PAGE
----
Don’t worry I am not making a career move just yet, I love indycars and have a lot of things going on in that aspect, but after I went to Eldora to watch a dirt car race, I could not help myself. Soon after I called around to see how I could get into a car. It amazed me to see these drivers sideways, inches away from from the wall on the high side, and I needed to have a go. I called my good friend, PJ Chesson, about the only driver who is as insane as me, and asked him how I could get in a car. He has numerous wins in the World of Outlaws and thought this would be a good place to start. PJ then put me in touch with Bud Kaeding and we set a date for my first test. The Kaedings have a rich racing heritage and I am very fortunate to have been put in touch with them and have access to first class equipment. I am not going to kid myself and go into this thinking I am going to break track records my first time out. As much as I would love to, it is going to be an entirely different world. One thing I have learned over the years is that the key to success is managing ones expectations. I also realize the danger involved with driving this machine. In unexperienced hands, sprint cars can be deadly.. From what I hear, if a driver hits the “cush” in the wrong way it can send the car over the fence and into the hot dog stands (as my old spotter Pancho Carter used to say). Does it make me me nervous? Of course! But this feeling is what makes me feel alive. I am looking forward to finishing the rest of this blog on Sunday evening on my way back to Indy. If this is as far as it goes then you guys will know I am probably in the hot dog stand.
I am now on my flight back to Indianapolis. I stop in Atlanta and will arrive Monday at 10am. Right now I’m pretty exhausted but I can’t refrain from writing the last part of this blog about my first experience on dirt.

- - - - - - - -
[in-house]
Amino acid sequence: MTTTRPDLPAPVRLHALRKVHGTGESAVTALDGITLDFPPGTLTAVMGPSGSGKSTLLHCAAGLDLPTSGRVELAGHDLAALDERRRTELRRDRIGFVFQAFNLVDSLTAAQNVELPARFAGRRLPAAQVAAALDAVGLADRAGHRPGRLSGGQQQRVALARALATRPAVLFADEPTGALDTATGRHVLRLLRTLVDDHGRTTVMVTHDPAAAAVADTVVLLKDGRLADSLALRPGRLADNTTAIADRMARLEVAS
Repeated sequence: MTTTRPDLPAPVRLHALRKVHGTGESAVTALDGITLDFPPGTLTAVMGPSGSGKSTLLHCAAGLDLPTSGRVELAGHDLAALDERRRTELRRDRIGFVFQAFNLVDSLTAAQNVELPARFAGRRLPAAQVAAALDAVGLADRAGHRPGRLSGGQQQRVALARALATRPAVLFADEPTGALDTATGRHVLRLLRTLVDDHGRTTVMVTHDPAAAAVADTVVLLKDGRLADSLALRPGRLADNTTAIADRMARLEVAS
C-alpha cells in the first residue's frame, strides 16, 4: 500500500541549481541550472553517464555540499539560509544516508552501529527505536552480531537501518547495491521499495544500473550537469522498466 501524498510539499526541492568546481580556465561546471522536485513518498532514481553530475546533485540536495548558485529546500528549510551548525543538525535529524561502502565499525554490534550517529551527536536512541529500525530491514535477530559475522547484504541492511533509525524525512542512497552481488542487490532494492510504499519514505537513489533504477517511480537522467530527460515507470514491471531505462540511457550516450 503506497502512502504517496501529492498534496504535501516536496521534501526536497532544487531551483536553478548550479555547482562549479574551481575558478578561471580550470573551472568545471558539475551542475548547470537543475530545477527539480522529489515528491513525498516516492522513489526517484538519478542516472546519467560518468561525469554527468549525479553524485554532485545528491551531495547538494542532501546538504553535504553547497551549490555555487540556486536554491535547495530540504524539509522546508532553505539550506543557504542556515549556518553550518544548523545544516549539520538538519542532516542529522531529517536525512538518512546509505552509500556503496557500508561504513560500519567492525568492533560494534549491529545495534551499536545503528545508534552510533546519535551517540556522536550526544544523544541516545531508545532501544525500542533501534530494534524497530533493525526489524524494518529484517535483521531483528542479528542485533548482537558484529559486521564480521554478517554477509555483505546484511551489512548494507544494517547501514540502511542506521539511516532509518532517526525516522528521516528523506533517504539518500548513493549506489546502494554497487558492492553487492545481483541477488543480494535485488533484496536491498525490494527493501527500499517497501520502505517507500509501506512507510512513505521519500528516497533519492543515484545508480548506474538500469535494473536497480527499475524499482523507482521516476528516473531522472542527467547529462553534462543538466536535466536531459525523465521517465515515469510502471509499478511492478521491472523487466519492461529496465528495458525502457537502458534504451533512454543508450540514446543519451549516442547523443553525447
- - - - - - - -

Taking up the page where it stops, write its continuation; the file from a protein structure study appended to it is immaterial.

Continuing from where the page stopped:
Saturday night I went to watch Brent Kaeding race. It was incredible. Brent was able to win his heat and dash but lost to his son Tim in the final. It was an unbelievable racing experience; a group of about 20 cars with around 900 horsepower running sideways. As I watched from the grand stand, the cars roaring off of 2 was an unbelievable experience, and if you have never been to a World of Outlaws event then I highly recommend it. It’s a different crowd (maybe some people I would not socialize with in normal situations) but we all have one thing in common: the love of pure racing. This bond is what tied me to the crowd and people around the track. After the race we had to go to a promotion of the KWS series test track, based off the Antioch track. It was very similar to what I saw the night before but by the time I got to the motel in this tiny town, I had been up for 14 hours. I was pretty beat but still struggled to sleep knowing that I was going to be in one of these beasts the next day. Bud Kaeding, National Sprint Car Champion and the other son of Brent, picked me up from the hotel, we got a quick bite to eat, and were off to the track. We made some modifications to the seat to make sure I fit in properly. Bud was very helpful in making sure I fit comfortably and safely. They watered the track for the last time to pack the dirt.